Tips for Teachers: Why Is It So Hard to Set Boundaries at Work?
While our instinct as teachers is almost always to care for our students before we care for ourselves, it is truly an impossible task. Our students and our schools will always need more. There is no end to the amount of giving a teacher can do, and therefore, we seldom – if ever – end up taking care of ourselves the way we should. Over time, we end up depleted or worse, burned out. Learning to communicate our needs and say “no” when we are already overwhelmed can help ease some of the burden we feel. While this may sound like an easy task, boundary-setting for teachers is more challenging than many people assume. Let’s take a look at a few tips to make this important skill easier.
“No. Is a Complete Sentence.” – Anne Lamott
One of the things that holds us back from setting and maintaining boundaries in the workplace is our fear of how others will react. Instead of focusing on what we need to feel healthy and successful, we worry: How can I say no to this request, when I’ve said yes in the past? What if I let the other person down? What if my colleagues get upset with me? Often, teachers feel a greater sense of responsibility for other people’s feelings than they do their own. In the end, it is this overdeveloped sense of responsibility (and guilt) that interferes with a teacher’s ability to set healthy boundaries.
Cristien Storm, author of Empowered Boundaries, says when it comes to successful boundary setting, we need to be aware of how other people’s reactions impact us. Storm reminds us that it is healthy and normal for boundaries to change as our wants and needs change. She says it is also inevitable that some people will get upset when we try set limits. For example, some colleagues may be resentful if they see you setting a boundary they feel they cannot set for themselves. Others may try to challenge your boundaries. Seeing your guilt or discomfort at saying “no,” they may try to shame you into saying yes or continue to ask you in the hopes you’ll will change your mind. The sooner you realize the way other’s reactions impact your ability (or inability) to set boundaries, the better off you are.
Storm says we ultimately have a choice: We can let other’s reactions hinder our ability to set boundaries or we can let this knowledge inform us. We are the experts in what we want and need, and we are the only ones who can set the boundaries to protect these. We must have the confidence and self-worth to take those steps.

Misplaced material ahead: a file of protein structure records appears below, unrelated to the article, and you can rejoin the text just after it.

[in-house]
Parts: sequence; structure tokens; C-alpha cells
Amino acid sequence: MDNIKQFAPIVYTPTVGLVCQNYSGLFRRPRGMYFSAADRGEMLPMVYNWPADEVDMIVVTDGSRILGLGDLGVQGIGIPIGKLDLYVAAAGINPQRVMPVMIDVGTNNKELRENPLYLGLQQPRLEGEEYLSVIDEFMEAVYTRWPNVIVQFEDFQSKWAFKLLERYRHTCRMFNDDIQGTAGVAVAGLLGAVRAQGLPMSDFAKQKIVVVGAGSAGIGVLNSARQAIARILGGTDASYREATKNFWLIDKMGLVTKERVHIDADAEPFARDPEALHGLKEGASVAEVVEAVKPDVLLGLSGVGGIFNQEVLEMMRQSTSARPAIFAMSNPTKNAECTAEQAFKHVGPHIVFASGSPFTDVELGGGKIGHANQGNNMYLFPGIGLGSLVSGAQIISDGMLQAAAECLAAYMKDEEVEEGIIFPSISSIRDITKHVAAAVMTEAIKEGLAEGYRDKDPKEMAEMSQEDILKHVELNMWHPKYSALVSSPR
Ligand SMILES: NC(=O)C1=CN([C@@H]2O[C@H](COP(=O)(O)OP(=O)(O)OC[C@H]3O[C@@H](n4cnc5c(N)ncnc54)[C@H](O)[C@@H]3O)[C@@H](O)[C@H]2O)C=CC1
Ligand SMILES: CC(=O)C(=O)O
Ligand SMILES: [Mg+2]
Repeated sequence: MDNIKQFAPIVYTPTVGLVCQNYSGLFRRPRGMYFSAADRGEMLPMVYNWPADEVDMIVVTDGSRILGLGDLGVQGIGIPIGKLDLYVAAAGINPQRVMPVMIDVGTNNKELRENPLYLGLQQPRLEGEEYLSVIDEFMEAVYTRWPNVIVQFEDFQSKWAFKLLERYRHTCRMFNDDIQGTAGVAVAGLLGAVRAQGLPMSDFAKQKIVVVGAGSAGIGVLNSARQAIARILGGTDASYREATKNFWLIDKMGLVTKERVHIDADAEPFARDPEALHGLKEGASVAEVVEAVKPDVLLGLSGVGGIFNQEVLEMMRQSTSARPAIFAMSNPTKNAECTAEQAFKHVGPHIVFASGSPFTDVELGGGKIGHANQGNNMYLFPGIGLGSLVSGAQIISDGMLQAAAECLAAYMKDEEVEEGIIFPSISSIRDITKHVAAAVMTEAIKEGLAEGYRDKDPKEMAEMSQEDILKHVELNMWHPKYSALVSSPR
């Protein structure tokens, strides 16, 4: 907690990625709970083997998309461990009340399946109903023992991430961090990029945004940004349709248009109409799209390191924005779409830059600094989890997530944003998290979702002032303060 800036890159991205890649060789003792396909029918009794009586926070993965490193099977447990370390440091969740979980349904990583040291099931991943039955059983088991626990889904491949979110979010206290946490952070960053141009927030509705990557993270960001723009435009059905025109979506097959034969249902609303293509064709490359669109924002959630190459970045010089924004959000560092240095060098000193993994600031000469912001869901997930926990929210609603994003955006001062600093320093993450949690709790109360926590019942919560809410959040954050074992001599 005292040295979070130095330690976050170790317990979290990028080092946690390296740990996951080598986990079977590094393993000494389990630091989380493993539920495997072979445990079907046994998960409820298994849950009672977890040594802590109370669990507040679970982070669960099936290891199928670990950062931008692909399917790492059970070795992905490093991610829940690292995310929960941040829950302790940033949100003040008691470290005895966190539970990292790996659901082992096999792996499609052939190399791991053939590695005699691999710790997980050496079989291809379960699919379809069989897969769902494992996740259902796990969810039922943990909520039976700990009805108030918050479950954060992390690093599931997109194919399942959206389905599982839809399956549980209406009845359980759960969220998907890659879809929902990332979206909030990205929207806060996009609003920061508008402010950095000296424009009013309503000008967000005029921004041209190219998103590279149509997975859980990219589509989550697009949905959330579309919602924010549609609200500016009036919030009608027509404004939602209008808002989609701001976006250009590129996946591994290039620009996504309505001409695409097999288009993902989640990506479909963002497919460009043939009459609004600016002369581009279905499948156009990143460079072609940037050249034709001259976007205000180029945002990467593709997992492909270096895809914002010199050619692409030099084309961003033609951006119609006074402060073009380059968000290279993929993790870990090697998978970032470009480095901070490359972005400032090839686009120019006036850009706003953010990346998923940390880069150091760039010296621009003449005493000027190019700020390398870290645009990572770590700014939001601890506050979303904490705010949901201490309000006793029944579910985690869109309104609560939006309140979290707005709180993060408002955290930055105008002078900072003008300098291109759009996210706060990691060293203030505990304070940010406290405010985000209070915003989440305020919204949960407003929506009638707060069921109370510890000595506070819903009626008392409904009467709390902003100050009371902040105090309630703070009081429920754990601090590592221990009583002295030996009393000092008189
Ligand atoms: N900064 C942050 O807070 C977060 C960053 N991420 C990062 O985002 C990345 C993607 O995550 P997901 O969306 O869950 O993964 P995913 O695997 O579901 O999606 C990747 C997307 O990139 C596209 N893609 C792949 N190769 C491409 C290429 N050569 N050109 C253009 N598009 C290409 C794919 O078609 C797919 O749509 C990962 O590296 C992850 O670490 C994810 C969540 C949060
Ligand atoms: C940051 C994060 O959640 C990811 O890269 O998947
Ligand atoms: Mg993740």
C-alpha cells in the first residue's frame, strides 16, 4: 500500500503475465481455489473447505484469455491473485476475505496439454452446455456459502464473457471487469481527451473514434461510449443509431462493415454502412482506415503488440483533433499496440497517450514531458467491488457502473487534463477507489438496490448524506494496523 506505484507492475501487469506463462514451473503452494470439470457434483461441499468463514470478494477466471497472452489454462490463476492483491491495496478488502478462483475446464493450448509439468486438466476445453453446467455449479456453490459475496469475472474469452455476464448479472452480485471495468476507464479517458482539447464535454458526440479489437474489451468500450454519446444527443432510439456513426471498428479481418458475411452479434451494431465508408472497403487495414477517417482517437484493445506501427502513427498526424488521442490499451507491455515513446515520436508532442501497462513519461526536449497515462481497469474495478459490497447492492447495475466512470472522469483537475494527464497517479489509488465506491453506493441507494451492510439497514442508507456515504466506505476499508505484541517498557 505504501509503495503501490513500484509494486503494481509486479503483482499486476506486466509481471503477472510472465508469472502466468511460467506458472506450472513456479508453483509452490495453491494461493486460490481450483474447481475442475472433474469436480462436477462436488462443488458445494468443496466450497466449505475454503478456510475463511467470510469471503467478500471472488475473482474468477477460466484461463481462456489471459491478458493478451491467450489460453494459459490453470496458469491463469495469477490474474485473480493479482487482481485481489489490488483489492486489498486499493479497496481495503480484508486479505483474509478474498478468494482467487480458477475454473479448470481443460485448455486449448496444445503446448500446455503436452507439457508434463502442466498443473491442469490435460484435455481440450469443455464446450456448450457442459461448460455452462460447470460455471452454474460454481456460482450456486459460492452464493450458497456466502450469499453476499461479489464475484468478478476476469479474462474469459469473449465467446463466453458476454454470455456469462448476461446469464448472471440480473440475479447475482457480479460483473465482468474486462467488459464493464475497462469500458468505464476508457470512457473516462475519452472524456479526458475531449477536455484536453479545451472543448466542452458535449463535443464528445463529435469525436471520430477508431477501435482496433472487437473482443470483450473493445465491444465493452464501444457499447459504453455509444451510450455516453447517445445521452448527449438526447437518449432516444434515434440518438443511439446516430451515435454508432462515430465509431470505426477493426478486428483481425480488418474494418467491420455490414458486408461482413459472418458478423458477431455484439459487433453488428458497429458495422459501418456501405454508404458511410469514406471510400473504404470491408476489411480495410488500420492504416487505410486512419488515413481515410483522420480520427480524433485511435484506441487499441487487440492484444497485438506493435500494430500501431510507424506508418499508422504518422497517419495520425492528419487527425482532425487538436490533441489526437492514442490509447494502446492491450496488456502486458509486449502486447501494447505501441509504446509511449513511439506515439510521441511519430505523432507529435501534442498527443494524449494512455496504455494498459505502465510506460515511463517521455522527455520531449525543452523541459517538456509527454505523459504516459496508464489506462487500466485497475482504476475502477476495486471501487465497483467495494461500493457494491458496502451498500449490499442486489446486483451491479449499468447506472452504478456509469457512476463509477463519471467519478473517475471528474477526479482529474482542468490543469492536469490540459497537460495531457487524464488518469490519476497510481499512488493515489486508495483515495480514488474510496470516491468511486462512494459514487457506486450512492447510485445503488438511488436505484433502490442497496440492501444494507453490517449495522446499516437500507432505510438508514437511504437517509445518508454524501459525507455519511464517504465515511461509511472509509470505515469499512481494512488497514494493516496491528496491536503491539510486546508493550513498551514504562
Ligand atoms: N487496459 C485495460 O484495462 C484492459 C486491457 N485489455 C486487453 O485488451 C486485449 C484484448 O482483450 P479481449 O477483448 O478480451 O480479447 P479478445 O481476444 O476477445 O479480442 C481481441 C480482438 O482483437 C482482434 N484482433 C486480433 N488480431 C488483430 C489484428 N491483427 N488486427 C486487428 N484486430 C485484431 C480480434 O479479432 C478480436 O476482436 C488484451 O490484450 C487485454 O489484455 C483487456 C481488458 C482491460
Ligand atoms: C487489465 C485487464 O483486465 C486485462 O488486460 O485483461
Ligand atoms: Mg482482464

Here are some tips to feel more empowered in asking for what you want – and learning to say “no” to what you cannot take on – in the workplace:
- Be clear on what you need to feel healthy and successful. What are your boundaries around time, expectations, and communication, etc.? Reflect on these and write them down if you need to.
- No one wants to hear “no” and that is okay. Be aware that when you communicate a boundary, especially if it means saying “no” to something you have said “yes” to in the past, the other person may be disappointed or upset. Allow yourself to prepare for their reaction, but don’t let it stop you from asking for what you need. Get support from others and stay focused on your needs.
- Stop thinking boundaries are bad. People often think that if someone reacts negatively to a boundary, it must be “bad.” For example, if we feel guilty about saying no to a request, and our colleague becomes upset, we see this as proof that the boundary is bad. Instead, we need to recognize that the boundary was necessary, but also led to some disappointment. It is essential to our health to separate the positive boundary from the potentially negative feelings it might raise!
- Learn to tend to other’s feeling while still honoring your needs. The reality is that expressing our needs, especially if it means saying “no,” will make us and others feel all sorts of emotions. We can still be empathetic to others by asking, “I know you are upset, and while I need to make this choice, is there anything I can do to make you feel better?” Rather than trying to avoid negative feelings, we should accept that they are part of boundary work. When we stay focused on communication and work through other’s potential disappointment, either through empathy or troubleshooting, we honor our needs and their feelings at the same time.
As we think about boundary setting and work/life balance, it’s important to think about how we can help or hinder our colleagues in this process, too. Think: How do I typically react when someone declines my request at work? Do I respect others who set boundaries on their time and commitments, especially if their boundaries are different than my own? How can I help younger teachers develop efficient and sustainable work habits? Now, more than ever, we need to build supportive environments where teachers feel empowered to take care of themselves, and this means setting healthy limits on when, where, and how much work we do.